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productivity

Personal User Manual: Help others understand how to work with you

Help your coworkers understand how to work with you by creating your own user manual.


A personal user manual can help shorten the learning curve of your work style by making explicit things that might otherwise take months, or even years, to uncover.

Adam Grant, a leader in organizational development and positive psychology, has discussed how they have found value in creating a personal user manual to share with their work teams to help improve how teams can work with them as leaders, and vice versa.

By creating a personal user manual you help teams work better together by understanding the strengths, weaknesses, habits, do’s and don’ts, of their teammates and organizational leaders. 

But it’s not just for your work life.

There is also another goal of this that is more underlying, and it entails having to spend time on self-reflection and introspection to create the personal user manual. You can also create a similar version for your personal life to share with friends, family, and your partner.

Check out this great read by Abby Falik for more information and ideas for how to go about creating your own user manual. 

Here is Abby’s example of her user manual:
My Style
  • I’ve been hard-wired as an entrepreneur since I was a kid.  
  • I hover in ambiguity and possibility, and am most energized when I’m connecting dots/people/resources that translate challenges into opportunities. I am always scanning for information to feed ideas in my mind, and typically do my best thinking out loud.
  • My high expectations are matched by my commitment to support people in meeting them. I believe in giving people freedom, flexibility and “stretch” assignments, and equipping them with the tools they need to uncover and develop their potential. 
  • I’m determined to prevent my attention from being hijacked by technology. I never open my computer until I’ve written my quick list of what I intend to do; I hide my inbox to help me focus, and I’ve tried to take control of my phone by removing everything that’s not a “tool” from my home screen. 
What I Value
  • I value resourcefulness and proactivity.  Be smart, move fast and pivot quickly. Ask forgiveness rather than permission.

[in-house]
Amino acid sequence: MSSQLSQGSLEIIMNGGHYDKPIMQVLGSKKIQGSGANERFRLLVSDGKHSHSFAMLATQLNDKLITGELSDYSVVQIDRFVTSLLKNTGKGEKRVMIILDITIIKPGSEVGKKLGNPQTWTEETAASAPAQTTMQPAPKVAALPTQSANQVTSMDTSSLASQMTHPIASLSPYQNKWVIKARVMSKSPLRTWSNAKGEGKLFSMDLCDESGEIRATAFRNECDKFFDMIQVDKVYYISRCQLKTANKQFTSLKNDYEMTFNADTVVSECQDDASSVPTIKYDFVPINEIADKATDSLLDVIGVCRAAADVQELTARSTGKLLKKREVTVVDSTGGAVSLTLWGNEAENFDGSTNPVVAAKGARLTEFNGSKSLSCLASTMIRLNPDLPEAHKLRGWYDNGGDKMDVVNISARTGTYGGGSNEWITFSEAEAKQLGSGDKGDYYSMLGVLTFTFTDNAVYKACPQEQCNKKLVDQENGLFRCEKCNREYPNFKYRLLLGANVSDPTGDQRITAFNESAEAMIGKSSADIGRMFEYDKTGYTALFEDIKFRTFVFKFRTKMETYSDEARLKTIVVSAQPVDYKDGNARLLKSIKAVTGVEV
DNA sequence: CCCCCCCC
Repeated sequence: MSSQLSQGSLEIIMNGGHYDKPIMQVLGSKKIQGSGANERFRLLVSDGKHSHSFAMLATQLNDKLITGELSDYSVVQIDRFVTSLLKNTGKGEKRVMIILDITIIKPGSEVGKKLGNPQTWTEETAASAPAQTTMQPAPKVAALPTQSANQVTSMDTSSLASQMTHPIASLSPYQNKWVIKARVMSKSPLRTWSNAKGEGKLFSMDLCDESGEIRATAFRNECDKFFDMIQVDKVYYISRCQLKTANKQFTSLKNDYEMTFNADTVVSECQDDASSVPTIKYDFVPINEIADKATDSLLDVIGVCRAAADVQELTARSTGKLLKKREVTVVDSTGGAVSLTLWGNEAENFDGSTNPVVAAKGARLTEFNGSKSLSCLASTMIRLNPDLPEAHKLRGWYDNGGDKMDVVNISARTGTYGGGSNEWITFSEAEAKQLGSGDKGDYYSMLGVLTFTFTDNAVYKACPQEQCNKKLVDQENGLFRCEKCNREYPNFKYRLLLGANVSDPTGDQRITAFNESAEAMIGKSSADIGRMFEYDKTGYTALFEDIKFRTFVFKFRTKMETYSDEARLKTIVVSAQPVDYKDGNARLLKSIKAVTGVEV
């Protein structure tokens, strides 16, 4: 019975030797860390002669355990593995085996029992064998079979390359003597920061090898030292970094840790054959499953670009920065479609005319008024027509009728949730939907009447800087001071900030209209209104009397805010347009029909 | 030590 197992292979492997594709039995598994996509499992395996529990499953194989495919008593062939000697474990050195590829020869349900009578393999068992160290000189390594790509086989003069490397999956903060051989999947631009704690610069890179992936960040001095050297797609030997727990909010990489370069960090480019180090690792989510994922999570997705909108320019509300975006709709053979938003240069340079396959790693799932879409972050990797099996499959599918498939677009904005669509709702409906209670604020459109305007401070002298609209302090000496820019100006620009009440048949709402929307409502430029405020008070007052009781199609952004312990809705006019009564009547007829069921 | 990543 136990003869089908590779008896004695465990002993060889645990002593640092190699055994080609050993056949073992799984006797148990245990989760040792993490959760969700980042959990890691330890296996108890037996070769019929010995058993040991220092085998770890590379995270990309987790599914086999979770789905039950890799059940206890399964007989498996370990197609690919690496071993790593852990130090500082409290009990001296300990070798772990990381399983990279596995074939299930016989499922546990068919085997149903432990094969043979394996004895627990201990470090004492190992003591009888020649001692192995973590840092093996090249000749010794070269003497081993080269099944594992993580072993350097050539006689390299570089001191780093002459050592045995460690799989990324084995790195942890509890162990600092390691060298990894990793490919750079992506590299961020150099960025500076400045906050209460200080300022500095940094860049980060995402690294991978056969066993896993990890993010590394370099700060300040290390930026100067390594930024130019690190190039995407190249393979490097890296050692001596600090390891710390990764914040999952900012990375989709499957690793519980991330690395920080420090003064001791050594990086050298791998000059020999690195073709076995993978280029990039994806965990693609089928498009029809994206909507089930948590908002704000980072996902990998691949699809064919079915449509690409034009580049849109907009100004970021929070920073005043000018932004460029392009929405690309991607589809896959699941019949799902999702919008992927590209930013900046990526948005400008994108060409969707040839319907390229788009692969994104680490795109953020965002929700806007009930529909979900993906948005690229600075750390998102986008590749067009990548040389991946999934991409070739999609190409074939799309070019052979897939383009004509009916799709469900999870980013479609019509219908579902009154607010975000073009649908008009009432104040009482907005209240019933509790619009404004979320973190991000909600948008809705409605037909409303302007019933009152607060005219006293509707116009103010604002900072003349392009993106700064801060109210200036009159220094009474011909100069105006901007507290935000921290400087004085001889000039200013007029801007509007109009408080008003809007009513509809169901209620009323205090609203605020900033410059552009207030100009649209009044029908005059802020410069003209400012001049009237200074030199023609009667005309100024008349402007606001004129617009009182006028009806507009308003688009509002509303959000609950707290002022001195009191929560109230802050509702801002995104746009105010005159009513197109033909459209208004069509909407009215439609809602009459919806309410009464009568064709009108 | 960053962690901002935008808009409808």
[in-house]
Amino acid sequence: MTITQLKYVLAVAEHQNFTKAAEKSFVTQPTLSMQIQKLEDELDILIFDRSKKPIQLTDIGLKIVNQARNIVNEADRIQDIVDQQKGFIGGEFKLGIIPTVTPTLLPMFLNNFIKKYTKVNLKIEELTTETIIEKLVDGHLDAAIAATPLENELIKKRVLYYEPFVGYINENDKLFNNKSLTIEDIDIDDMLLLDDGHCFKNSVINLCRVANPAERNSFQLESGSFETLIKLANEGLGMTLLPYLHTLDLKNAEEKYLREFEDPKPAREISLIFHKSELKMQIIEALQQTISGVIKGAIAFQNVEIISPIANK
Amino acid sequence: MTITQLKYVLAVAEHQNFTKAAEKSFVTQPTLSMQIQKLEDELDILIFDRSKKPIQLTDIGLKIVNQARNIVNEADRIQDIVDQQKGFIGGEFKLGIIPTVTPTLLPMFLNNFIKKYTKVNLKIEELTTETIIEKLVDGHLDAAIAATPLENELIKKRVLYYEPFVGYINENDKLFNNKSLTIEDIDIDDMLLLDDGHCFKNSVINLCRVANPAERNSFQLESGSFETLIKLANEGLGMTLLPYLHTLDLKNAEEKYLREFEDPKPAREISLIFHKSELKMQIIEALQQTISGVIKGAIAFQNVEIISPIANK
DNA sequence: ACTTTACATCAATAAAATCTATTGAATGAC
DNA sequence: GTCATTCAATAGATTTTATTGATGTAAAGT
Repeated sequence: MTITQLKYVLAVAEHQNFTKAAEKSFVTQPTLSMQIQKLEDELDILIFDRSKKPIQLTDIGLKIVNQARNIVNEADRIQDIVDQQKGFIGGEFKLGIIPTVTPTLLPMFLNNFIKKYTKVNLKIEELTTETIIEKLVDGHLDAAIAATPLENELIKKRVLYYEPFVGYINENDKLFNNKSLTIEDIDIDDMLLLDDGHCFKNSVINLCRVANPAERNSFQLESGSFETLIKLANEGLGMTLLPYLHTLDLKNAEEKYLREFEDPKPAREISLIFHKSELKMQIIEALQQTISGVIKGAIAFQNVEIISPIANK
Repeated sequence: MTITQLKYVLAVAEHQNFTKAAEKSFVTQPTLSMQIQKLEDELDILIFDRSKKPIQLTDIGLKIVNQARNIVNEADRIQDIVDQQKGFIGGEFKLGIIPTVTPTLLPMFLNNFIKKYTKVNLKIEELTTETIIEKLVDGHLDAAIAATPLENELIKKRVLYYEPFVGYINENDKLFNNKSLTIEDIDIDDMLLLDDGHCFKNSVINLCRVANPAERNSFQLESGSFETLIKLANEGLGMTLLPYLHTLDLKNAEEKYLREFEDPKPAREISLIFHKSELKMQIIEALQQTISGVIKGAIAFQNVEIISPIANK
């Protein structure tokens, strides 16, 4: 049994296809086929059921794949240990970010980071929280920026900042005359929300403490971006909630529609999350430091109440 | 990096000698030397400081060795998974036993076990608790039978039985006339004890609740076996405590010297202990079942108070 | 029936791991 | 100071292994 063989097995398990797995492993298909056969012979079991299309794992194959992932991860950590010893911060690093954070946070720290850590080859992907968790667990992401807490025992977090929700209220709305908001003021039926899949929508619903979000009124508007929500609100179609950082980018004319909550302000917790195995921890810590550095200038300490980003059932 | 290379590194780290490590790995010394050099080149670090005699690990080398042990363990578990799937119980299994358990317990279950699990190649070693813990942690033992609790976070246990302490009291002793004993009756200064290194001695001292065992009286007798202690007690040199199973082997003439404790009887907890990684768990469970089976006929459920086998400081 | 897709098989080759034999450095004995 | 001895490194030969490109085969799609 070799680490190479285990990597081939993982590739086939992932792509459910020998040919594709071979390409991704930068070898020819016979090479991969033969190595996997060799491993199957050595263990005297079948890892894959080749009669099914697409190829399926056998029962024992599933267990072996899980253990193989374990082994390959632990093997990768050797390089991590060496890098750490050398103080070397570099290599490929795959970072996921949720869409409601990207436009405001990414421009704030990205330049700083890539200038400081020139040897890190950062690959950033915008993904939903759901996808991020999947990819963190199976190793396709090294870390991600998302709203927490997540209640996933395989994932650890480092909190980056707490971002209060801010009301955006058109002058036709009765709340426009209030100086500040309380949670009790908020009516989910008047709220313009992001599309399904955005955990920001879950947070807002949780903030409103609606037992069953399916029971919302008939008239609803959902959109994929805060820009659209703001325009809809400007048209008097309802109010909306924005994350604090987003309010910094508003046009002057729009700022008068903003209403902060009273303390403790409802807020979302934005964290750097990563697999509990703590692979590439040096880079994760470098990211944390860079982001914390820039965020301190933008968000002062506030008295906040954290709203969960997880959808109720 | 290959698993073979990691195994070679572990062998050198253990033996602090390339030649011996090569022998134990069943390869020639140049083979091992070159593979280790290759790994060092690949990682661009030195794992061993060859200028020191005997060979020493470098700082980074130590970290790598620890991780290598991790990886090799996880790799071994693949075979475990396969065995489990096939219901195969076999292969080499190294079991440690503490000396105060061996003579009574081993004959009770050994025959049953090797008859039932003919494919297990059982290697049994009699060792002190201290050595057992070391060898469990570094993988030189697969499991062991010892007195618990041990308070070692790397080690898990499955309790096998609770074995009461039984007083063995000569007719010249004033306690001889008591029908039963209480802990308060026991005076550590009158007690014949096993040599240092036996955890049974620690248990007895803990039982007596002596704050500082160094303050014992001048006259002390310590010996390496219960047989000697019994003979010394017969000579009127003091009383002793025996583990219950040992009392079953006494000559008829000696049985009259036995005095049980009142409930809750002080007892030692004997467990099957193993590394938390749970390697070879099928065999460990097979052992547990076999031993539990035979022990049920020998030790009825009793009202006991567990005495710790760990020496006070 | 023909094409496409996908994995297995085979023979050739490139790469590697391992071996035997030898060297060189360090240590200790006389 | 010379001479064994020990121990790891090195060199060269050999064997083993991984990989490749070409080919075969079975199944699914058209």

• I’m obsessed with efficiency: I touch each email only once (respond, delete, delegate, or delay), and live by the law of 80/20 – often prioritizing promptness (ie. 24-hour rule in following up on a meeting) over perfection. I start each day by “eating my frog” when my energy and attention are fresh.
  • I expect my teammates to value efficiency as well. Before doing something “the way it’s always been done,” scan for an easier, cheaper, simpler way to maximize your “return on effort”. Before starting something from scratch, ask if it’s already been tried.  
  • I value scrappiness and feel an obligation to our staff, Fellows, partners and donors to focus our limited time and resources on the “real good” vs. the “feel good”. 
  • I believe work-life alignment matters more than work-life balance, and that strategic self-care – whether sleeping enough, leaving work early to exercise, meditate, or spend time in nature – is the key ingredient to becoming our best, most productive and happy selves. I am religious about spending time unplugged – a day a week, and a few weeks a year. 
What I don’t have patience for
  • If you make a mistake or something is heading off the rails, tell me before the crash. Failure is great (as long as you learn quickly); surprises are not. 
  • I get antsy with hypothetical musings and over-analysis. I learn best through experience and experimentation and have a strong bias toward action.
  • I default to trust, but if my confidence is shaken, it’s hard to rebuild. Ways to lose my trust: not following through, withholding important information, avoiding hard conversations, or treating others with disrespect.
  • I am turned off by entitlement, boredom and taking things for granted – it’s a privilege to do what we do, and it’s our joyful responsibility to take our work seriously, but not ourselves!
How best to communicate with me
  • Be crisp.  Start with the headlines. I prefer bullet points to prose, and .PPT to .DOC.
  • I love to solve problems, remove barriers and help others move the ball forward.  Come to me not just with problems, but with plausible solutions and your recommended course of action. 
  • I value authenticity, honesty and transparency. If I say something you disagree with, tell me. I am hungry to be challenged in thoughtful and constructive ways. I respect people who have the right blend of confidence and humility to know when to question someone (even the boss!), and when to defer to another’s expertise. 
How to help me
  • I move quickly and don’t always catch every detail (except when it comes to our brand and communications where I’m a painstaking perfectionist).  I appreciate help making sure the details are covered, and flagging for me any that need my attention. 
  • Nudge me when it’s time to start or end a meeting – but have (some) patience with my flexible approach to time.
  • Tell me what I need to know, not what you think I want to hear. 
What people misunderstand about me
  • I am an introvert, posing as a professional extrovert.  Don’t confuse my tendency to work alone in my office with being disengaged.  My door’s always open. 
  • I speak with conviction, but I’m not set in my thinking. I’m open-minded and always delighted to be shown a better way.  I make decisions quickly, but if you give me reasoning or data that points in another direction, I’ll happily change course. 

So, what will you write in your user manual?

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